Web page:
N.Y. Lawyers Barred From Bounties, NYCLA Says
New York lawyers are presumptively barred from collecting whistleblower bounties in exchange for divulging confidential information about their clients, according to a new opinion from the Professional Ethics Committee of the New York County Lawyers' Association.
NYCLA Ethics Opinion 746, issued Oct. 7, addresses the Dodd-Frank Wall Street Reform and Consumer Protection Act of 2010 and potential ethical pitfalls confronting attorneys bound by the New York Rules of Professional Conduct.
The act, and regulations enacted in response to it by the Securities and Exchange Commission, allow whistleblowers who report "material" securities violations to the government to recover up to 30 percent of any fine levied by the SEC. Since fines begin at $100,000, the whistleblower's minimum bounty is $30,000, and could amount to millions of dollars.
But the New York rules allow attorneys to disclose confidences in limited circumstances, such as when the attorney "reasonably believes [disclosure] is necessary" to prevent the client from committing a crime. The rules do not permit New York attorneys to reveal confidential information regarding a securities law violation that does not rise to the level of a crime.
The NYCLA committee, cochaired by Barry Temkin, a partner at Mound Cotton Wollan & Greengrass, and Richard Maltz, counsel to the legal ethics and professional responsibility group at Frankfurt Kurnit Klein & Selz, said attorneys in New York generally cannot accept a bounty for revealing confidential information, even where allowed by SEC rules. It expressed concern that "a financial incentive might tend to cloud a lawyer's professional judgment" and that the "prospect of financial benefit could place the attorney's personal interests in potential conflict with those of the client."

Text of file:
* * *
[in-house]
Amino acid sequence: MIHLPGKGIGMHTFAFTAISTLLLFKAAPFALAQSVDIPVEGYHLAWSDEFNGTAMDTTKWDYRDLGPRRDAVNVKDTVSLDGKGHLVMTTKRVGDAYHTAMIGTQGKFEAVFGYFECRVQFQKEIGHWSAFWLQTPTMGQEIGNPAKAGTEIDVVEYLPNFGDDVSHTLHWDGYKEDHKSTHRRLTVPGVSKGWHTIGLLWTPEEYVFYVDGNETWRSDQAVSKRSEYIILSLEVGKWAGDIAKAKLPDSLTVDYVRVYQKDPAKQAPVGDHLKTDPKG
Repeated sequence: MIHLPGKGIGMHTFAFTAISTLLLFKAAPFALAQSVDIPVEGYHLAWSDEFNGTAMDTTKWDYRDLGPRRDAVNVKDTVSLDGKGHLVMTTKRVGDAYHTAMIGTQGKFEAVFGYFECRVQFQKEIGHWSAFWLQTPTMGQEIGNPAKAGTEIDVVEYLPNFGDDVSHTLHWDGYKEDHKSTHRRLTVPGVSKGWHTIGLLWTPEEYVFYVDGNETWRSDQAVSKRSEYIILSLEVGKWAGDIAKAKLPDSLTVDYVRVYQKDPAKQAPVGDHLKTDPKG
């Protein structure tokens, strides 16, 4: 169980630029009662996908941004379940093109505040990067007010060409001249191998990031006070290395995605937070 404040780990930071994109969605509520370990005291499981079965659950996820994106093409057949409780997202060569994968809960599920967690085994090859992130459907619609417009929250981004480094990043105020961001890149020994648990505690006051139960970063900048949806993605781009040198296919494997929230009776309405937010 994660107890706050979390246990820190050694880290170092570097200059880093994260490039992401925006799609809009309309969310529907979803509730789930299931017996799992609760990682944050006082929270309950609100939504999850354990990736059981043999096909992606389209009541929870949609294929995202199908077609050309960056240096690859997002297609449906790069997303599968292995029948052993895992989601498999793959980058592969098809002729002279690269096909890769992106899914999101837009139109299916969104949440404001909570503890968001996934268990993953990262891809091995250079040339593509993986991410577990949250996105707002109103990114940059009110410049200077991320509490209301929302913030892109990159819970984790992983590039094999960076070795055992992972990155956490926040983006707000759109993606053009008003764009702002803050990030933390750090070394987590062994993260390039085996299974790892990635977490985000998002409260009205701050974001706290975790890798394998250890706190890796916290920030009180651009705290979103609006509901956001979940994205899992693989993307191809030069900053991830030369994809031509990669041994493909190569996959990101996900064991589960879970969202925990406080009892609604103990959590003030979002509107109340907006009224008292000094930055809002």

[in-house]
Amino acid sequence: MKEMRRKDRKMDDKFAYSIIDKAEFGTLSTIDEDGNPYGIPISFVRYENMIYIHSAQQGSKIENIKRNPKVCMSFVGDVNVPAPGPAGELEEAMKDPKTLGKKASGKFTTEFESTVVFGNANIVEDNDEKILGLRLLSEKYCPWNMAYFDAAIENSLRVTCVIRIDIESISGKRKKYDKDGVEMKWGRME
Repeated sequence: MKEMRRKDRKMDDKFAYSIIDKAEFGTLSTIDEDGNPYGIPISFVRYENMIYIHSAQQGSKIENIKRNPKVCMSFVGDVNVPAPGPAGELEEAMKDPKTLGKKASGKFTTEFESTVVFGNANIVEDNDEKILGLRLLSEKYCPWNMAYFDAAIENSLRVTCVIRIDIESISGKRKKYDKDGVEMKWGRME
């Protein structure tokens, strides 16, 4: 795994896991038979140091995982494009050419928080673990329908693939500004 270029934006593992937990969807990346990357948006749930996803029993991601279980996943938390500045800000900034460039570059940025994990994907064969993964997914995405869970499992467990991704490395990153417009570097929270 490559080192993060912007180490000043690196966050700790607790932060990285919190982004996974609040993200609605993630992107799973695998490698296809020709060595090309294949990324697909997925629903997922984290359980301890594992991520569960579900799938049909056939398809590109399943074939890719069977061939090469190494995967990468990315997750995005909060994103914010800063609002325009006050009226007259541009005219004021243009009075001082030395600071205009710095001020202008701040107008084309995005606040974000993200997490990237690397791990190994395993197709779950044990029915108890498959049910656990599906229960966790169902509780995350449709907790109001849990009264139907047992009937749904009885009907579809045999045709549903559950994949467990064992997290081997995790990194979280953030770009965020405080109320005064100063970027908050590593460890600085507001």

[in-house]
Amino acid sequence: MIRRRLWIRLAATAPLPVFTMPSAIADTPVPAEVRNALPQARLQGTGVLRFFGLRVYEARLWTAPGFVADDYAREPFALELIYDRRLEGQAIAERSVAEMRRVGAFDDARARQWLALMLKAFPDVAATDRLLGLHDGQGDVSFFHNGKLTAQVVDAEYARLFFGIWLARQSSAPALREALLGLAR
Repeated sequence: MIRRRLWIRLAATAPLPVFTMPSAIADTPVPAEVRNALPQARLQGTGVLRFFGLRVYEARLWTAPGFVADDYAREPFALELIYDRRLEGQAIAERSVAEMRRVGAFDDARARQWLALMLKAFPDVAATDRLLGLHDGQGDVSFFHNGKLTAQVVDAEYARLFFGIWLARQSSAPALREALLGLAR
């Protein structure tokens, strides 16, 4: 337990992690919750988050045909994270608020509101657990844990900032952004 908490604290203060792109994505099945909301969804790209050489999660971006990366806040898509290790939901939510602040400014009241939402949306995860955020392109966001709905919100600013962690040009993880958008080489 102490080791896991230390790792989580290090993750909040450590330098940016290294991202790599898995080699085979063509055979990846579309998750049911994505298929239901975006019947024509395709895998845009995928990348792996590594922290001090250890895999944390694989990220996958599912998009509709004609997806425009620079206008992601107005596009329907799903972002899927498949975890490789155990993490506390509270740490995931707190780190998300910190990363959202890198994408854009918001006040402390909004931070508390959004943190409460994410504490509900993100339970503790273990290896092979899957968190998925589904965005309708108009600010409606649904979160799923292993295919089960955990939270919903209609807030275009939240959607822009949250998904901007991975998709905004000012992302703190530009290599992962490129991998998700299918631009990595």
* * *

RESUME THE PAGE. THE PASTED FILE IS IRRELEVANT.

In an interview, Temkin said SEC rules and the New York Rules of Professional Conduct seemingly agree that an attorney can disclose a confidence in order to correct a perjury or when a fraud is perpetrated through a lawyer's services—such as when a lawyer writes a prospectus and later learns that the document contains false statements.
"Even if the New York rules say it is a permissive disclosure, it doesn't mean it is a good idea for the lawyer to accept a whistleblower bounty from the government," Temkin said. "In interpreting the Rules of Professional Conduct, we believe that there is a significant risk that a lawyer's professional judgment on behalf of a client would be adversely affected by a personal interest of the lawyer in seeking to collect a whistleblower bounty. The lawyer's decision to make a disclosure should be based on the facts and the law and not, in our view, on the lawyer's personal interests."
Temkin acknowledged "there may be some circumstances we haven't considered yet in which disclosure might be mandatory under New York law," and if the lawyer has no choice but to disclose a confidence, accepting a bounty may not be unethical.
But in general, Temkin said New York ethics rules would deem it a conflict of interest for an attorney who was not required to reveal a certain confidence to collect a bounty for doing so.
"Under those rare and exceptional situations in which the lawyer is affirmatively required by law or the Rules of Professional conduct to report out the client's misconduct, it is our opinion that the financial incentive could be less of a factor in determining the existence of a significant risk of a conflict with the lawyer's personal interest," Temkin said. "However, while our opinion gives general guidelines for the practicing bar, any analysis of the risks of a conflict in a particular situation would be fact-specific."